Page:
With a focus on Mi’kmaq and Beothuk visual culture, Jordan Bennett’s practice utilizes painting, sculpture, video, installation, and sound to explore themes of land, language, the act of visiting, and familial ties. In doing so, Bennett challenges colonial perceptions of Indigenous histories, stereotypes, and presence.

For this solo exhibition, titled Ketu’ elmita’jik, Bennett has been invited to create a site-specific wall painting that responds to the architecture of the gallery space. Drawing influence from historical and pop cultural references, Bennett’s new composition, together with examples of recent work, will result in an immersive environment that (re)considers the institutional mechanisms through which Indigenous peoples and practices are often framed.

In arriving at this installation, the artist has researched Mi’kmaq objects from Nova Scotia’s Permanent Collection and other institutions, expanding upon their patterning and iconography within the mural format alongside which they are displayed. In this context, these ‘artifacts’ aren’t seen as static ‘things’ rather they are to be looked at as very active objects that are engaged in an ongoing conversation between the past and the present.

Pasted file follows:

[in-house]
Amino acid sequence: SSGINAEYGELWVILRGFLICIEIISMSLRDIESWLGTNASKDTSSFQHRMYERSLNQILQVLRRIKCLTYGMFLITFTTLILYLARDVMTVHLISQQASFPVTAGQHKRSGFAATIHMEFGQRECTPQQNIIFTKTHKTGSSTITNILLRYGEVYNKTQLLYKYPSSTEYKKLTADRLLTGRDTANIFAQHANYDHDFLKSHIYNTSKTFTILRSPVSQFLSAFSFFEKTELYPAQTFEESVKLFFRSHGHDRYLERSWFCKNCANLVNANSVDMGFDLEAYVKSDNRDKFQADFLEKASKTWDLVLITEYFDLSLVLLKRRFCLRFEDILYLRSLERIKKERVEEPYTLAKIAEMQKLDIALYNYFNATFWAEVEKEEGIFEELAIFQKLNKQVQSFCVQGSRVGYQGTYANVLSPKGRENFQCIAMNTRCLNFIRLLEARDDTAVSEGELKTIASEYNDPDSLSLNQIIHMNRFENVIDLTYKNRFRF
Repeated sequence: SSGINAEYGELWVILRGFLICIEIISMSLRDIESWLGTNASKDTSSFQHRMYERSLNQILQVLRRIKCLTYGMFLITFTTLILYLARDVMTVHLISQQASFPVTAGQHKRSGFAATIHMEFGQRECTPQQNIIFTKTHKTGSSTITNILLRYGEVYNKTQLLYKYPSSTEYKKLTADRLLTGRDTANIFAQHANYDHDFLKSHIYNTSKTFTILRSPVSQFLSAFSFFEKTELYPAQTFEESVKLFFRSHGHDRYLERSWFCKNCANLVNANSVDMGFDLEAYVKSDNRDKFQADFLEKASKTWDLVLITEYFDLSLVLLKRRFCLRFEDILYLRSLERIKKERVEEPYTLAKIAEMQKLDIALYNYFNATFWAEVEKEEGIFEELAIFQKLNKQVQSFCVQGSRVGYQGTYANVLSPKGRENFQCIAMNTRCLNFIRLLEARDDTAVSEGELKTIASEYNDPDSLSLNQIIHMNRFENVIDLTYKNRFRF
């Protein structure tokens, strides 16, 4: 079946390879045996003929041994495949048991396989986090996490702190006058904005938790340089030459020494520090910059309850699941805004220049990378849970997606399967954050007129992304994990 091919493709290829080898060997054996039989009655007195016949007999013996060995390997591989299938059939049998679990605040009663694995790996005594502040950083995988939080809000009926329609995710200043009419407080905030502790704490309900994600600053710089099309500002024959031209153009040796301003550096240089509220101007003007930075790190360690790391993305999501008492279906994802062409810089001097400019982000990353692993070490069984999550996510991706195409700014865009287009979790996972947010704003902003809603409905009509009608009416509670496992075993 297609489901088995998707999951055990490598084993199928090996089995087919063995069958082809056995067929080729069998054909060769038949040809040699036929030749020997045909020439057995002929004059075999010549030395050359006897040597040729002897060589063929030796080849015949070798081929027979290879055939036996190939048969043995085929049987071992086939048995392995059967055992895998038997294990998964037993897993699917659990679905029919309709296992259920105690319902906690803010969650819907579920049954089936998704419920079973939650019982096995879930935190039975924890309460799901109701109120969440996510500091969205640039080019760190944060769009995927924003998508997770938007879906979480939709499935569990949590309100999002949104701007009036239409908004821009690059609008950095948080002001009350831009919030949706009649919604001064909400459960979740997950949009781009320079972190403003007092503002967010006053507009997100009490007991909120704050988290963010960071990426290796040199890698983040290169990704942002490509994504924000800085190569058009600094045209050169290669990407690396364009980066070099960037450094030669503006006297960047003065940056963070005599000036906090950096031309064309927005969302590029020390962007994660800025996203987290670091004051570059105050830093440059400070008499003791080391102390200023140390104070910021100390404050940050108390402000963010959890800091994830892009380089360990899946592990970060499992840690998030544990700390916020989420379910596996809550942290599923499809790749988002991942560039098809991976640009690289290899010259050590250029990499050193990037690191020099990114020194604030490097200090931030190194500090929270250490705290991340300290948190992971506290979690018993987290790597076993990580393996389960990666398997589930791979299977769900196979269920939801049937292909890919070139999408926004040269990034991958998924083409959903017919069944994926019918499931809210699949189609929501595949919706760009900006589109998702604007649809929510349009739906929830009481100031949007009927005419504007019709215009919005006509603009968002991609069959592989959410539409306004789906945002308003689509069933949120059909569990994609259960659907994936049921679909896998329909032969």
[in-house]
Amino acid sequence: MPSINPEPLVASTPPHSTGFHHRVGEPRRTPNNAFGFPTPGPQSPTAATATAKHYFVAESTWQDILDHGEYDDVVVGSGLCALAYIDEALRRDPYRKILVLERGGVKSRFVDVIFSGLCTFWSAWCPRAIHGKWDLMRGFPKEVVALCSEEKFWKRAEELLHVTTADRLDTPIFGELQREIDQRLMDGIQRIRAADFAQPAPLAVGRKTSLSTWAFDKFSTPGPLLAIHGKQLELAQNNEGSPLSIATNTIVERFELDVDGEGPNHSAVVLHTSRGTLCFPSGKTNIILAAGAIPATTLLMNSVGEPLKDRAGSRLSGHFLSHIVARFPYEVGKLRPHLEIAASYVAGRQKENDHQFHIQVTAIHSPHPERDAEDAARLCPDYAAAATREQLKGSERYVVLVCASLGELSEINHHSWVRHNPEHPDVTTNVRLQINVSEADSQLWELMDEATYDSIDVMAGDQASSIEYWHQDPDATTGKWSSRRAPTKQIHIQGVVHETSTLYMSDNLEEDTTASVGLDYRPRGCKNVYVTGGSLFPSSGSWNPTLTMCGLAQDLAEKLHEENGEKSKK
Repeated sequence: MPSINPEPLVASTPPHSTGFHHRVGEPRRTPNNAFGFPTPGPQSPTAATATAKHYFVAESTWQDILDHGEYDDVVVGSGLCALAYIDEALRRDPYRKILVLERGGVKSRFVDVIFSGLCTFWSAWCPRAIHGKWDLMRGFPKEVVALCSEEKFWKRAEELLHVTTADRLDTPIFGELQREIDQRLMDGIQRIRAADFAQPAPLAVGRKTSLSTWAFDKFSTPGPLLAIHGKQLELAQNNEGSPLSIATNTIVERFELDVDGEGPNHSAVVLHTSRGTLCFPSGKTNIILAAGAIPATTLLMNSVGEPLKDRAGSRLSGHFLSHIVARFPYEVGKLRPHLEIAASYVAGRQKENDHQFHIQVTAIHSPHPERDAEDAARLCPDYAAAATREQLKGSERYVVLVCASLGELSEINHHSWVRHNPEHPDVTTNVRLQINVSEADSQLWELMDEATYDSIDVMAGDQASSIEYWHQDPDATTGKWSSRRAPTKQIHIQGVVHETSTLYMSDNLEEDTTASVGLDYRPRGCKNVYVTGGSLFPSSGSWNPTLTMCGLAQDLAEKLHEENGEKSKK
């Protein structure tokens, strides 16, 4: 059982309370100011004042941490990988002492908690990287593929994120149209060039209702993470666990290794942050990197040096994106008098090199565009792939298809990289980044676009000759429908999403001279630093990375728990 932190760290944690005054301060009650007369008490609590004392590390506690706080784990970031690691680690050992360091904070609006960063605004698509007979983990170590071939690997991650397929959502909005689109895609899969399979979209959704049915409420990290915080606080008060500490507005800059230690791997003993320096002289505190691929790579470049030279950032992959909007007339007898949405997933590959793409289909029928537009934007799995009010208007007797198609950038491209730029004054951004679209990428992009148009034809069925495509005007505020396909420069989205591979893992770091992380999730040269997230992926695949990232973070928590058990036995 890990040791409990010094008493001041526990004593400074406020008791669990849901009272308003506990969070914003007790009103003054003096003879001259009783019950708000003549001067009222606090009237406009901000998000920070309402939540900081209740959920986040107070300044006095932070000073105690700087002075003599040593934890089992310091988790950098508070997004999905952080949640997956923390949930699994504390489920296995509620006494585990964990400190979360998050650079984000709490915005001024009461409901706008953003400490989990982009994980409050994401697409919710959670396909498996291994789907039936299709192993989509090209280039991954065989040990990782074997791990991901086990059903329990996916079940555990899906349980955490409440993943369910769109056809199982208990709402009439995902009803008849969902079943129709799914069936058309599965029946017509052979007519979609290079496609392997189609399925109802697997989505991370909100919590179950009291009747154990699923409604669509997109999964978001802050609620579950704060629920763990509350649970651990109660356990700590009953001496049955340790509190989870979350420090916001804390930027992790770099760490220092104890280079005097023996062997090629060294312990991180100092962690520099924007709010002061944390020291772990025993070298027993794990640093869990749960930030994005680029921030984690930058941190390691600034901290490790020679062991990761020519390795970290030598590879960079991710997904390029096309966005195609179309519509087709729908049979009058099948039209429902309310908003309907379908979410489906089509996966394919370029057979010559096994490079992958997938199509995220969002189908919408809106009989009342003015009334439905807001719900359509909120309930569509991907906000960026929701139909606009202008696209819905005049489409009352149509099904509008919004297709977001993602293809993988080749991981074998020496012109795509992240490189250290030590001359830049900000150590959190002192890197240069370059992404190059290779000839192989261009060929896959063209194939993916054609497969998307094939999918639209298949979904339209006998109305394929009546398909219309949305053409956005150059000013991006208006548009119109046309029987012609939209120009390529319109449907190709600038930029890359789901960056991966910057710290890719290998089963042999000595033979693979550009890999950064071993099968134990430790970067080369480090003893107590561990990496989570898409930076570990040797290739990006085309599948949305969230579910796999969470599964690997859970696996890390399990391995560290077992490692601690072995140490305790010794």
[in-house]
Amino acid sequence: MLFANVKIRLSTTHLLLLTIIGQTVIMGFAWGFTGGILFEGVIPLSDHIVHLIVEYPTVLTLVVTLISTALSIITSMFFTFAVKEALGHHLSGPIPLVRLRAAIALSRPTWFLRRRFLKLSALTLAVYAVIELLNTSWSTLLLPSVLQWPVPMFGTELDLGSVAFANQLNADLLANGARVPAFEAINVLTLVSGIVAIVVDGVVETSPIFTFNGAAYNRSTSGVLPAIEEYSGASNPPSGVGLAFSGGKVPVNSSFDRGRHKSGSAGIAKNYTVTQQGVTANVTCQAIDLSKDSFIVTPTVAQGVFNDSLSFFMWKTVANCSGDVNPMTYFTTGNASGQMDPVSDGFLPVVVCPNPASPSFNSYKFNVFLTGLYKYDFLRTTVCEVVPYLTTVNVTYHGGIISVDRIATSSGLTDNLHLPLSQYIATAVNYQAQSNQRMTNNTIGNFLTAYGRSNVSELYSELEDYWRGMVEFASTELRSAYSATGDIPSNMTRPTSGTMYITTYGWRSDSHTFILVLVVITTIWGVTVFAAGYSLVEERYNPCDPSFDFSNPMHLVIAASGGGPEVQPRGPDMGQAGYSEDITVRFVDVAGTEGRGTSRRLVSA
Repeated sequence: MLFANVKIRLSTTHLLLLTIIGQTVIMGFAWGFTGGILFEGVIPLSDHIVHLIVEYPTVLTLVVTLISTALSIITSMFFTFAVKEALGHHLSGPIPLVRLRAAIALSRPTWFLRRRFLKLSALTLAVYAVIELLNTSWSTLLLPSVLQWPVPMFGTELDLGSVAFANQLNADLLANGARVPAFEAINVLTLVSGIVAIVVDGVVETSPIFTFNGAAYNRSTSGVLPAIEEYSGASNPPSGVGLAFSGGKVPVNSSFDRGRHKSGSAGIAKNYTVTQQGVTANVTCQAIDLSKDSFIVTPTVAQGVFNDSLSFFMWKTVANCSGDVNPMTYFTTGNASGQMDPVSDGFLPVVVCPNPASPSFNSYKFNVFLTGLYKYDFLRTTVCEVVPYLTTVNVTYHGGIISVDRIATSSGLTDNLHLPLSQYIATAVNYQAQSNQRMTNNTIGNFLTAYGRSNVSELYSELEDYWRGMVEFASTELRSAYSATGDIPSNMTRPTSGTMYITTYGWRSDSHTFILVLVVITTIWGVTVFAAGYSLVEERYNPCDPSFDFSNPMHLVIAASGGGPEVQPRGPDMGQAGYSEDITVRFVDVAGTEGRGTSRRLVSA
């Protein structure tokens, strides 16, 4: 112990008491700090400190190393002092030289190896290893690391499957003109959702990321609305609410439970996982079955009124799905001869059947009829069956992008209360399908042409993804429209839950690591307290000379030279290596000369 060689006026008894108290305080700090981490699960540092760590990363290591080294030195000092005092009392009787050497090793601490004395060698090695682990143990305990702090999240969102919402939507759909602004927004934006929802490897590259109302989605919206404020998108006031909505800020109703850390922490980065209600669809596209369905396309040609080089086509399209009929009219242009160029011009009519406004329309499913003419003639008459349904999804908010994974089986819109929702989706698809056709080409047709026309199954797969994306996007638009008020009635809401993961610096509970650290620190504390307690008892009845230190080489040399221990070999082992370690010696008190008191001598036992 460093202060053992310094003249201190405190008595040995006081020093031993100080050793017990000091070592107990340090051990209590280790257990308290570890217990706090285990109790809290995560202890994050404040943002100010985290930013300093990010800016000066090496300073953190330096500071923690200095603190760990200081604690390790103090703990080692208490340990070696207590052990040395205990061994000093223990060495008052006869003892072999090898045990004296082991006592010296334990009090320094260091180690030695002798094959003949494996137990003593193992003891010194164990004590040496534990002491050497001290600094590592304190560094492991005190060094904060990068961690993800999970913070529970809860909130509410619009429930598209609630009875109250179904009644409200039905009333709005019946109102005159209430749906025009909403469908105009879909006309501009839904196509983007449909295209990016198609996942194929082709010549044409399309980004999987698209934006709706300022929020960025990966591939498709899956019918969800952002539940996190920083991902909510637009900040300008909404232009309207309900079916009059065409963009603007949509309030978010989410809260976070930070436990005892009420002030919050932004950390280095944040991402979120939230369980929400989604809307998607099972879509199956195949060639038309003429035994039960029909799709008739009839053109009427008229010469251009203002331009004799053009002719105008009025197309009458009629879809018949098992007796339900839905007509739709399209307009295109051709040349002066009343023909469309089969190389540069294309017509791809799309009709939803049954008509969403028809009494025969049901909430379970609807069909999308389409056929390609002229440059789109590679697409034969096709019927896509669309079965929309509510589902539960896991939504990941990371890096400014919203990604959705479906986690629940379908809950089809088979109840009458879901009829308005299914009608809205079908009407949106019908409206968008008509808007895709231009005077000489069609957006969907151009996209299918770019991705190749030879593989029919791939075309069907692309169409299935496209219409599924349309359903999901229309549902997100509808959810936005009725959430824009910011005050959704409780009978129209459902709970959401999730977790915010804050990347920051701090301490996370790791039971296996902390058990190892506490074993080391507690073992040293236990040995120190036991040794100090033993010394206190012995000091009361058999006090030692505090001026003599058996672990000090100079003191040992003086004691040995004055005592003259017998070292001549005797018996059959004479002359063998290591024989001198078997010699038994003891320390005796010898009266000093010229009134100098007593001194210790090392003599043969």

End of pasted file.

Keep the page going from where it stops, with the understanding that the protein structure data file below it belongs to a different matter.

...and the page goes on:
Ketu’ elmita’jik – meaning “they want to go home” in the Mi’kmaq language – is the artist’s first solo exhibition in Nova Scotia and will involve an artist residency at the Art Gallery of Nova Scotia and be accompanied by a publication.